In this unit’s text, we learned about modernization of society and how agriculture permitted nomadic hunt-and-gather groups to become stabilized and centralized in one location. The text and supporting video clips introduced both positive and negative anthropological effects of the rise of agriculture. Three positive outcomes include stabilization, improved nutrition, and food surplus. For each of these positive instances, there is an alternate and negative impact as well: habitat destruction, feast and famine cycles, and health concerns. This essay will briefly expound on each positive outcome and its counterpart, and will relate the sustainable agrarian achievements of the people of the Gamo Highlands to these effects.
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Without the rise of agriculture, numerous societies may not have been able to feed their people, and therefore may have died out before reaching modern times. The rise of agriculture not only increased the life expectancy of societies, it also increased the volume of food produced, necessitating the development of food storage.
When societies began farming, food surpluses were often developed. This caused an urgency to develop proper food storage so food could be kept until needed. These surpluses meant that societies would always hold enough food to feed everyone, so that no one would starve or be forced to skip meals. With proper food storage, food could be kept longer than it had been until this point. Again, though, for each of these positive results of agriculture there is a negative one to counterbalance it.
The first negative ramification of agriculture to be examined is habitat destruction. While societies were able to stay in one place in order to cultivate the land, as these groups grew, there was also an increase in the amount of land necessary to produce enough food to feed everyone. In order to acquire the amount of land needed for farming, other parts of the surrounding habitat were destroyed. In some cases, this meant demolishing wooded areas to use lumber to build shelter, or just clearing out the trees—and the animals and other plants that relied upon them for survival—in order to gain
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The emergence of agriculture was a major stepping stone in human history. During this birth of agriculture, also known as the Neolithic revolution, humans began inhabiting permanent settlements, grow their own crops, and domesticate both plants and animals for food (Weisdorf, 2005). Considering humans have been hunter-gatherers for the majority of their approximately 7 million years of existence, the emergence of agriculture in the Old World only occurring 10,000-5,000 years ago, marks a significant transformation in food sustenance techniques (Weisdorf, 2005). However, this turning point in history is associated with both positive and negative implications. There is much controversy over whether or not the introduction of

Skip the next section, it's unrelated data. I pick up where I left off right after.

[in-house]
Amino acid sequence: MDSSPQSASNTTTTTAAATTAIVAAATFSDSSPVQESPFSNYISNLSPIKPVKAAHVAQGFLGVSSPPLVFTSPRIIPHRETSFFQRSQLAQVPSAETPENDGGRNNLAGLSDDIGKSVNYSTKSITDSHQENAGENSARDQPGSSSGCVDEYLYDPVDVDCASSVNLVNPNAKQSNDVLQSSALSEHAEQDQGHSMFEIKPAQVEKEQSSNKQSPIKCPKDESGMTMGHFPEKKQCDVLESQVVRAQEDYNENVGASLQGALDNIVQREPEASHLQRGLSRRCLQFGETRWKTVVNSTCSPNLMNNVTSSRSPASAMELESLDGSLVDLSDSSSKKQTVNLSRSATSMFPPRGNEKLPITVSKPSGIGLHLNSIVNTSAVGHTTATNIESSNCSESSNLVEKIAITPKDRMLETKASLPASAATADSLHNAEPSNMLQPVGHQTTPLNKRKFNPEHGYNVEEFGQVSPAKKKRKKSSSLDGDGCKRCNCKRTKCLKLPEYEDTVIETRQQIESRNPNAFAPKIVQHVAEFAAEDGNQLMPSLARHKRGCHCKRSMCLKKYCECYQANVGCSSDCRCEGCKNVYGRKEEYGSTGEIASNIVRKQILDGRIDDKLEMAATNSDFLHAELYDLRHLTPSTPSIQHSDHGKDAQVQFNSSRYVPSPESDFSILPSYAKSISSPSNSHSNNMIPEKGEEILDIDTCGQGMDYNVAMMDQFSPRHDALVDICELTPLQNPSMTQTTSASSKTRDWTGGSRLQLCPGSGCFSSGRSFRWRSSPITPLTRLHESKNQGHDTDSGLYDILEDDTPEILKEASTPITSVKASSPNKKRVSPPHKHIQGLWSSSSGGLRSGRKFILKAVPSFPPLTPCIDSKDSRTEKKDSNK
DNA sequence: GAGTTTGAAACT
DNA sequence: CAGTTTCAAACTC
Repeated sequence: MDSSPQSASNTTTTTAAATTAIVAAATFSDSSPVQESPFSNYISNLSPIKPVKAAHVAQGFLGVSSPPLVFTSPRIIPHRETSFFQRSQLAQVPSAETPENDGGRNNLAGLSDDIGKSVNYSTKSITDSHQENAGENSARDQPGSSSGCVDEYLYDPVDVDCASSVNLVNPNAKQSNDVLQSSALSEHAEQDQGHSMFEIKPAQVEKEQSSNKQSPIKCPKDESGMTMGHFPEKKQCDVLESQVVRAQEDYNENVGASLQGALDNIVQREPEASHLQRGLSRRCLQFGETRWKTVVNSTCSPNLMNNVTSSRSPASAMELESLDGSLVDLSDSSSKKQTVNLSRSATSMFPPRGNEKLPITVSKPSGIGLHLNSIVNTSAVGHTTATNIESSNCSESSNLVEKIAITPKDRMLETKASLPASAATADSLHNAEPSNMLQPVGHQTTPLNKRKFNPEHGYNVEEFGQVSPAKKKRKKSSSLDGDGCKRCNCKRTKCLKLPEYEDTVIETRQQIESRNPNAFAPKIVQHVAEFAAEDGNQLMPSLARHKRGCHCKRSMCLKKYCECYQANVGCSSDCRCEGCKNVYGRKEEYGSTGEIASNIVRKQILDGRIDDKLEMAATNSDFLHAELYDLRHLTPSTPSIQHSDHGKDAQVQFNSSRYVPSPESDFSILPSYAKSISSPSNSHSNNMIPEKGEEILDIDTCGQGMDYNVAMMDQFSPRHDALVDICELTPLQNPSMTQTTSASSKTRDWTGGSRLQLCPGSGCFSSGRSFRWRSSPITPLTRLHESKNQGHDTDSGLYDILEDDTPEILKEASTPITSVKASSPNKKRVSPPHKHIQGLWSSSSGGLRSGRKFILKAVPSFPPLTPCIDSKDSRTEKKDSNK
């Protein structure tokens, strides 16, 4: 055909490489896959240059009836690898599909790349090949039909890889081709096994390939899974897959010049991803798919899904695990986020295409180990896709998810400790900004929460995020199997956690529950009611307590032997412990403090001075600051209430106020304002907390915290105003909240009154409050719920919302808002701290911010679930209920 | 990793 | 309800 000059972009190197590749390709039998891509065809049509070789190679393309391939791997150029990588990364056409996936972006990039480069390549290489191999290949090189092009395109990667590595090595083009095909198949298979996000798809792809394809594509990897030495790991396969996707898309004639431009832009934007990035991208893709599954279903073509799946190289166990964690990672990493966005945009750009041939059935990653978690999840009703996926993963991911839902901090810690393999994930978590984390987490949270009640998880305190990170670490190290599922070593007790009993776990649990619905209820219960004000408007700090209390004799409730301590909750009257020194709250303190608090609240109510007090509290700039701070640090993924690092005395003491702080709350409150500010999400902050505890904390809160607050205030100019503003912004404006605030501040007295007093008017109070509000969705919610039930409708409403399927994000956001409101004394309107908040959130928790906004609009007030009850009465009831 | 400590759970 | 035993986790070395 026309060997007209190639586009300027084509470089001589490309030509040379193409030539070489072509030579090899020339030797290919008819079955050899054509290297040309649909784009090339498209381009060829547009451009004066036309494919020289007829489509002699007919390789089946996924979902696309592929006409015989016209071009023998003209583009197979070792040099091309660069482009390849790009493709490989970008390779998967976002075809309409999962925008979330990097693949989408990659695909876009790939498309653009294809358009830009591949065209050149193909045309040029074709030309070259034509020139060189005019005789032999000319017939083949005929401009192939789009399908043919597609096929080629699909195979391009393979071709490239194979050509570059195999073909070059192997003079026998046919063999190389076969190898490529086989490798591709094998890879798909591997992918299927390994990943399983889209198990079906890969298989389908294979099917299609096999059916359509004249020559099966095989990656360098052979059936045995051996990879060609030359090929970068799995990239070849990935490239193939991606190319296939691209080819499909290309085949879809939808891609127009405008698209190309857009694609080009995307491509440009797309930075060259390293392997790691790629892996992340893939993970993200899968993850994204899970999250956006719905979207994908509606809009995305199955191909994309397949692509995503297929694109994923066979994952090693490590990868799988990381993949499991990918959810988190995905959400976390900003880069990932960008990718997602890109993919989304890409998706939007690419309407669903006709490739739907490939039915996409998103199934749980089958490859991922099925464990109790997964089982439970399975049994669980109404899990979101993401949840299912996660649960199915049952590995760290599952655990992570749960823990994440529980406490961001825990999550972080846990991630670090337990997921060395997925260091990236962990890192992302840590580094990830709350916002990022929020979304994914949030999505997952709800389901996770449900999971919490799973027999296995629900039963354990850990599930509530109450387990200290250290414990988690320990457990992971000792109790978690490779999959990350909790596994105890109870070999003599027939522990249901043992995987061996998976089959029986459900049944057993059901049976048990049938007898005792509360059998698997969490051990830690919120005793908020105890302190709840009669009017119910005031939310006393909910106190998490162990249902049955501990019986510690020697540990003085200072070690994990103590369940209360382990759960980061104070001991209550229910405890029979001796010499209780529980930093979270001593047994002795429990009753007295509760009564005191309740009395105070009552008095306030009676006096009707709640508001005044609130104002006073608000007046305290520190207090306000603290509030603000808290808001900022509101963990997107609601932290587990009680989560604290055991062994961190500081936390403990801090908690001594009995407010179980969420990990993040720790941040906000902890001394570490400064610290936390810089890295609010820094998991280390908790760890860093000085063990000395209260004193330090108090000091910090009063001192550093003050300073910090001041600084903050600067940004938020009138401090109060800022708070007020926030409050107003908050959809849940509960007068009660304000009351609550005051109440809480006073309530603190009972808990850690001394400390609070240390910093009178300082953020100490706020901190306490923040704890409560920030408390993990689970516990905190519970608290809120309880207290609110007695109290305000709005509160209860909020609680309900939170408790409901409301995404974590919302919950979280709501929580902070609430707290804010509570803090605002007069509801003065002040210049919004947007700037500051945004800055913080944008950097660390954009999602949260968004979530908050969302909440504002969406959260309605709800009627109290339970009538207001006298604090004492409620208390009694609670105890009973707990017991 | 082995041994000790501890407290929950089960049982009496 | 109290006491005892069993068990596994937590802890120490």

The supply of food had to be able to feed more people and ensure stability. The traditional method would often see poor harvest or shortages of land, the new methods the Agricultural Revolution provided ensured the stability that was needed in Europe. Dikes and drain land was developed so farmers and landlords could farm larger areas. They also experimented with new crops that would restore the soil and supply more animal food. The iron plow was another great agricultural innovation because it allowed land to be cultivated longer without having to be left unplanted. Crop rotation and a new method of animal breeding also contributed to the success of the Agricultural Revolution. However, these new methods caused peasant revolts because it challenged the traditional peasant ways of production. The increased production of food with the new and efficient production methods allowed death rates to fall and children to grow because people were more nouritoused. The increase in food production allowed Europeans to grow without the fear of
If people didn’t have farming and agricultural production they wouldn’t have all the different sorts of food products they do, nor would they be as abundant. Life would be like it was before the Industrial Revolution came about and most of us would still be growing our own food and barely scraping by in life.
Diamond explains that our worst mistake was the transition from hunter-gathers to farmers. Diamond believes that humans were better off chasing our food rather than planting it due to the consequences that followed after such a dramatic change of life. His reasoning expands further out than one might think of about this subject. He talks about the social changes that were created when agriculture began. Diamond spews empowering points that leave a reader pondering if he is correct. People are only sure of how the world is now but the possibilities are endless on what our world could have been if agriculture had not begun.